• Alexstarfire - Sunday, April 04, 2010 - link

    They might be, but that doesn't change the fact that something is simply WRONG. Without knowing which is which, in other words without them actually reviewing the data to make sure it's accurate, it's all useless. Reply
  • Brian Klug - Sunday, April 04, 2010 - link

    You find the 60% increase not surprising? Since I generated those numbers, I have to disagree. Remember that the increase from 614 MHz to 1 GHz represents a roughly 30% increase in clock speed, but the JavaScript performance is double that at 60% better.

    I find that surprising. It's clear to me at least that there is much more at play here that we haven't uncovered yet. I pulled the user agents from both browsers and found that while they're running different versions of webkit (unsurprising), theyre not that different. It'll be interesting to see if the performance is architectural or software. Likely its some combination of the two.

    Cheers,
    Brian Klug
    Reply
  • misaki - Sunday, April 04, 2010 - link

    You can get results like this just from comparing different versions of webkit and google chrome on the same pc... They are constantly leapfrogging each other with every version bump.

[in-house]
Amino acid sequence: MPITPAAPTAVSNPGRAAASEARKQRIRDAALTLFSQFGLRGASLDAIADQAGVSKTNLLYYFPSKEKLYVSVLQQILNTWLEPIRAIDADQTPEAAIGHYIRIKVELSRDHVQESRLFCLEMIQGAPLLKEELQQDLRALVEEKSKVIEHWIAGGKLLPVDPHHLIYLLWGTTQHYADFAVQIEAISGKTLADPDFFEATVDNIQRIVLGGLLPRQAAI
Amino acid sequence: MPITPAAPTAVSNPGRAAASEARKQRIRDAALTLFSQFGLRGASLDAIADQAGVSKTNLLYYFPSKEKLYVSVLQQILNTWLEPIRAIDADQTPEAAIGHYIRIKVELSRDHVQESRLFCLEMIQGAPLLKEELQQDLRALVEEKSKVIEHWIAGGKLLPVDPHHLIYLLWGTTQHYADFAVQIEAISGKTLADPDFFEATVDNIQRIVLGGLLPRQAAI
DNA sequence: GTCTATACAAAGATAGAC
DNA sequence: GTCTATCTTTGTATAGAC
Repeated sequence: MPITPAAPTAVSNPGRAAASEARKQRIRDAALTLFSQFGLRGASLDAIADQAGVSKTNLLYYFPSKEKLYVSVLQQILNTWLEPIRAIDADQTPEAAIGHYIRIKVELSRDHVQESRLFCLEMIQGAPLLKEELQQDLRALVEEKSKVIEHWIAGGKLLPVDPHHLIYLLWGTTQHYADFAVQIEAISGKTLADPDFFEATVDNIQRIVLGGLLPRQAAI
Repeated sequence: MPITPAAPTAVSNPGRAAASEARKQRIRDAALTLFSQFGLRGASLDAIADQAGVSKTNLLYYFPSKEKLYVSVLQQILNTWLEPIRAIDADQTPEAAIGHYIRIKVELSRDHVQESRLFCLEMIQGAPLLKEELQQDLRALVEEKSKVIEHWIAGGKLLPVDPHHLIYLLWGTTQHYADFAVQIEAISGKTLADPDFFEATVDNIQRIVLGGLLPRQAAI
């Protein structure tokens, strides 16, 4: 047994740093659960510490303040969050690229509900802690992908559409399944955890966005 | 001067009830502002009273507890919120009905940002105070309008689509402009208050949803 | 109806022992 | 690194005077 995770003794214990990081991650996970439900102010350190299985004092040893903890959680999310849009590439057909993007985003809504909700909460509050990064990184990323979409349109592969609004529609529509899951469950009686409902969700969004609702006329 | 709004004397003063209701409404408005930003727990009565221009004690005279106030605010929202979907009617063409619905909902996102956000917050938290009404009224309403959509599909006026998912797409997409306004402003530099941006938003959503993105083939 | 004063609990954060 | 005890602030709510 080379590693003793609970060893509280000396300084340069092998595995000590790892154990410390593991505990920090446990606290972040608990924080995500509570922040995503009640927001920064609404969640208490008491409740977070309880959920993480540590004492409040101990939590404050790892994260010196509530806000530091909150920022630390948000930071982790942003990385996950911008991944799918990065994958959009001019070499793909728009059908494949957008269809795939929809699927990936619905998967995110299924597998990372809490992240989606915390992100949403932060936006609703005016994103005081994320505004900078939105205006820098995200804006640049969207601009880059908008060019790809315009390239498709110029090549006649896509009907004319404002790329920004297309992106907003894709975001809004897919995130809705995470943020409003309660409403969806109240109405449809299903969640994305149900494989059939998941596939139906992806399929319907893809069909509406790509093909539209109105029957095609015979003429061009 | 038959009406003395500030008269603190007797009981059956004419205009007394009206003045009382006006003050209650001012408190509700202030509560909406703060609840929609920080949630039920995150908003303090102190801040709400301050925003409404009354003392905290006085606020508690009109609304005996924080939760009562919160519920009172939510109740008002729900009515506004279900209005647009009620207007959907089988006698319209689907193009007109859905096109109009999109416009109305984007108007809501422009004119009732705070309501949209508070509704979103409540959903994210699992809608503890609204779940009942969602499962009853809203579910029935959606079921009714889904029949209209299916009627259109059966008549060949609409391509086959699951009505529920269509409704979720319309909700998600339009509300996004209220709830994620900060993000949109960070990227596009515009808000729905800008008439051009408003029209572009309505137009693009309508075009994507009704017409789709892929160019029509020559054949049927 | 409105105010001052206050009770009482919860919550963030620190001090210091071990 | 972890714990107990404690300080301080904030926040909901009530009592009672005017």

All this says is iPad is faster than the Nexus One, not how well the CPUs perform.
    Reply
  • bsoft16384 - Sunday, April 04, 2010 - link

    My experience today (about 30 minutes with the iPad) was also that it was "acceptable" but not "fast".

    I'm not sure why everyone keeps calling the iPad "super fast". Yeah, it's faster than the iPhone 3GS, and it's a bit faster (looks like about 20%) than the Nexus One.

    Here's the problem: the Nexus One isn't exactly fast, and the 3GS, while fast for a phone, is positively anemic for a PC.

    When I used the iPad today, small sites (like Google) loaded plenty fast, but more complex sites like Engadget were pathetically slow. Engadget took around 25 seconds for me (possibly because it was loaded with huge images this afternoon), which is stupid. And, no, it wasn't the Internet connection, since the MacBooks at the same Apple store were very fast today (the Apple store in Boulder, CO has at least a 45Mbps dedicated connection from AT&T; I've benchmarked it before).

    In the days of dial-up, 256kbps DSL, and Pentium III CPUs, 15+ seconds to load a site might have been acceptable. But today even a moderate broadband connection (like my 12Mbps Comcast) and a moderate CPU (like the 2.53GHz Core 2 Duo in my ThinkPad) can load even big sites like Engadget in a couple of seconds.